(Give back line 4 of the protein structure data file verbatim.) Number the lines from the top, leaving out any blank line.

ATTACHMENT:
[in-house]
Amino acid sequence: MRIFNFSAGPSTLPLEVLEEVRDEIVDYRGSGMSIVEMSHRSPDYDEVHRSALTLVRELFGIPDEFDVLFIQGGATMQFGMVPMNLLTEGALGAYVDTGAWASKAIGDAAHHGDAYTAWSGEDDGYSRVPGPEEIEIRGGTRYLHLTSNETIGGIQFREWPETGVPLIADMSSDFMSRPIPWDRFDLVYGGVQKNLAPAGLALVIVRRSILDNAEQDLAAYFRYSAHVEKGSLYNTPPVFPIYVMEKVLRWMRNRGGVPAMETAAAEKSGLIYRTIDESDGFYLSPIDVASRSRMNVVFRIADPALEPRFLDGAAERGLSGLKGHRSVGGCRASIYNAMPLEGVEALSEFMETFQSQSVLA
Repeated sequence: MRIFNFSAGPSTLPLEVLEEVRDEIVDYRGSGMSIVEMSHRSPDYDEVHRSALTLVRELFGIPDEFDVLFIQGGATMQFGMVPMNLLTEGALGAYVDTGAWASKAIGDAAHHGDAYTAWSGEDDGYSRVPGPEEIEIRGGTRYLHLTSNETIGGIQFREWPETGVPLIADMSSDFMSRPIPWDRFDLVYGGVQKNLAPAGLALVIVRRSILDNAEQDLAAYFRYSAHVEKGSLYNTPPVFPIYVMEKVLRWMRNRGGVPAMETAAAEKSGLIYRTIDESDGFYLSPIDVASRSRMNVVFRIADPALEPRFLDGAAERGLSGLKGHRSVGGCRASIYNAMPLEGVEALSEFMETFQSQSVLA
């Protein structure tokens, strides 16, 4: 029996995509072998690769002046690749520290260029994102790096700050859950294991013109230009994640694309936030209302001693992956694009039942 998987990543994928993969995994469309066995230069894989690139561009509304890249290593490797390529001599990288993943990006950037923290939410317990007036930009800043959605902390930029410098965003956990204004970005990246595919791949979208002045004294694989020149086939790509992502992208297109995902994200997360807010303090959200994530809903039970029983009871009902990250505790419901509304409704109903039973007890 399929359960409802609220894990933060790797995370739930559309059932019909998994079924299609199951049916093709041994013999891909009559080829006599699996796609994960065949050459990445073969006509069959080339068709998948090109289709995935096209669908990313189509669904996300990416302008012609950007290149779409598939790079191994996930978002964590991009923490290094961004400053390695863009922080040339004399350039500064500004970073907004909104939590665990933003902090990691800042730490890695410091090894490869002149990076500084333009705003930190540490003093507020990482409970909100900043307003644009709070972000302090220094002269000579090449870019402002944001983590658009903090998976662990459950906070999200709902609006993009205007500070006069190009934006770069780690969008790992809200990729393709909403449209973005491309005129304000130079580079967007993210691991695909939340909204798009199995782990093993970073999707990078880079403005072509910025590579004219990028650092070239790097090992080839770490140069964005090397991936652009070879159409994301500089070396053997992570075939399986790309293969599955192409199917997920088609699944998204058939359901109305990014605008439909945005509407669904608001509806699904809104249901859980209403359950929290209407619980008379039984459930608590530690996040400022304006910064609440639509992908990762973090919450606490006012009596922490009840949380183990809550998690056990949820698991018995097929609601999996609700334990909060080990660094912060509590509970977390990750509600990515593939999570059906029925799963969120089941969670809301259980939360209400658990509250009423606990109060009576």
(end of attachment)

């Protein structure tokens, strides 16, 4: 029996995509072998690769002046690749520290260029994102790096700050859950294991013109230009994640694309936030209302001693992956694009039942 998987990543994928993969995994469309066995230069894989690139561009509304890249290593490797390529001599990288993943990006950037923290939410317990007036930009800043959605902390930029410098965003956990204004970005990246595919791949979208002045004294694989020149086939790509992502992208297109995902994200997360807010303090959200994530809903039970029983009871009902990250505790419901509304409704109903039973007890 399929359960409802609220894990933060790797995370739930559309059932019909998994079924299609199951049916093709041994013999891909009559080829006599699996796609994960065949050459990445073969006509069959080339068709998948090109289709995935096209669908990313189509669904996300990416302008012609950007290149779409598939790079191994996930978002964590991009923490290094961004400053390695863009922080040339004399350039500064500004970073907004909104939590665990933003902090990691800042730490890695410091090894490869002149990076500084333009705003930190540490003093507020990482409970909100900043307003644009709070972000302090220094002269000579090449870019402002944001983590658009903090998976662990459950906070999200709902609006993009205007500070006069190009934006770069780690969008790992809200990729393709909403449209973005491309005129304000130079580079967007993210691991695909939340909204798009199995782990093993970073999707990078880079403005072509910025590579004219990028650092070239790097090992080839770490140069964005090397991936652009070879159409994301500089070396053997992570075939399986790309293969599955192409199917997920088609699944998204058939359901109305990014605008439909945005509407669904608001509806699904809104249901859980209403359950929290209407619980008379039984459930608590530690996040400022304006910064609440639509992908990762973090919450606490006012009596922490009840949380183990809550998690056990949820698991018995097929609601999996609700334990909060080990660094912060509590509970977390990750509600990515593939999570059906029925799963969120089941969670809301259980939360209400658990509250009423606990109060009576």